The neutral way of thrusting a sword is used when the bone structure of an opponent's body favours it, or when you wish to move the tip of your sword up and down in a vertical manner. For example, to thrust a sword at an opponent's solar plexus or his back, the neutral way of thrusting is most suitable because of the bone structure of the opponent. If the opponent moves away, you can continue your attack by moving forward to slice his throat above with the tip of the sword or slice his stomach below.


The yin-thrust of a Chinese sword

Question 5

Sifu, why is the Small Universe bring us the most luck compared to other arts like One-Finger Shooting Zen and Iron Wire because these arts also generate energy flow?

— Sifu Roland Mastel, Switzerland


This is because the good circulation of energy of the Small Universe is flowing all round the body, whereas the energy flow in One-Finger Shooting Zen is more focused at the arms, and the energy flow in Iron Wire is consolidated.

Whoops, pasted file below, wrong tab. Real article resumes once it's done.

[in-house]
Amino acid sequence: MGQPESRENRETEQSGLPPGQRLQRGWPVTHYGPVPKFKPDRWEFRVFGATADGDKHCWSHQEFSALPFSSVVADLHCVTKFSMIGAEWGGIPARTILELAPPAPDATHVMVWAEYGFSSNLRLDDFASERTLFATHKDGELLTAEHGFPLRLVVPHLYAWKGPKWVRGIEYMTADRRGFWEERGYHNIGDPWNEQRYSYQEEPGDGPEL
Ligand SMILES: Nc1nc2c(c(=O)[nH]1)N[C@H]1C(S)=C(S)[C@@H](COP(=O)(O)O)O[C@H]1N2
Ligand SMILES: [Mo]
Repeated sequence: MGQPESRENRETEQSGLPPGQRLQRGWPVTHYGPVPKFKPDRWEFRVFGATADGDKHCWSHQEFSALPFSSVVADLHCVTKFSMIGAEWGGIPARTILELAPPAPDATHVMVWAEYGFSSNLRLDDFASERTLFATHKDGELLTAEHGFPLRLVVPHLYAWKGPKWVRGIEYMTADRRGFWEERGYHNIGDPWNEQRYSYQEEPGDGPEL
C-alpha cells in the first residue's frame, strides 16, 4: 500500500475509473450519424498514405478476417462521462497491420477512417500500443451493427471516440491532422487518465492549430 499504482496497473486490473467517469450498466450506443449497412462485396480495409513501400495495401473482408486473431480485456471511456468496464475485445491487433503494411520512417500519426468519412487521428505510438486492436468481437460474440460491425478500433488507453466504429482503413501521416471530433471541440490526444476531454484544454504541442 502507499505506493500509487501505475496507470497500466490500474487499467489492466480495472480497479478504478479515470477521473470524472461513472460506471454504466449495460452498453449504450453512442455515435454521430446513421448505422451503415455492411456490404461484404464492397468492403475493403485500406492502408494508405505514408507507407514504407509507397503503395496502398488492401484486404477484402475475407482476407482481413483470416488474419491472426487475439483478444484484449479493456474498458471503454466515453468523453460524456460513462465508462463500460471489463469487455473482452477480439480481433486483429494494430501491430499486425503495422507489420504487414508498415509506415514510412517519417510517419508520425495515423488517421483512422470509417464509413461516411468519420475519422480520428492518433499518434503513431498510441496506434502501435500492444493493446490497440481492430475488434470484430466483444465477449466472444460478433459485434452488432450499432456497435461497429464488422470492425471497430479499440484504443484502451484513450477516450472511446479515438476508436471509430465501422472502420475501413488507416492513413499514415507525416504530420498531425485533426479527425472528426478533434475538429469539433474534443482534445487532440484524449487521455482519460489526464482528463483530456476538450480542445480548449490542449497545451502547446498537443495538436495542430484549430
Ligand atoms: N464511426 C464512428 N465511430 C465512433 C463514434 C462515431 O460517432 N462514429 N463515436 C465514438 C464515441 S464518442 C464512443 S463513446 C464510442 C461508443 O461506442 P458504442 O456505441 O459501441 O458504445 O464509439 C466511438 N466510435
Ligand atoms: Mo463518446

"Good circulation of energy", or "hou yin qi" in Chinese, brings good luck. While there is good circulation of energy in One-Finger Shooting Zen and Iron Wire, there is more in the Small Universe.

Question 6

As chi kung healing is so effective, can someone who has not practiced chi kung learn it and help his friends?

— Lucca, Italy


He can but he should not. Similarly a person can drive restlessly or drink alcohol excessively, in the sense that he is able to do so, but he should not.

A chi kung healer is a trained professional. Not only he should have practiced chi kung well, he should also be specially trained. Chi kung healing is not for amateurs to play around.

Whenever a chi kung healer takes up a case, he should have confidence that he could help the patient to overcome his illness. If he does not have this confidence, he should not take up the case.

If he knows of another healer or doctor who can cure the patient more effectively, he should direct the patient to the doctor or healer.

If a person is not trained in chi kung healing but attempts to heal others, he may bring harm to the patients and to himself. For example, if the healer attempts to transmit chi to the patients without first clearing the patients' blockage, he may aggravate their illness. The patients' bad chi may back-flow to him and harm him.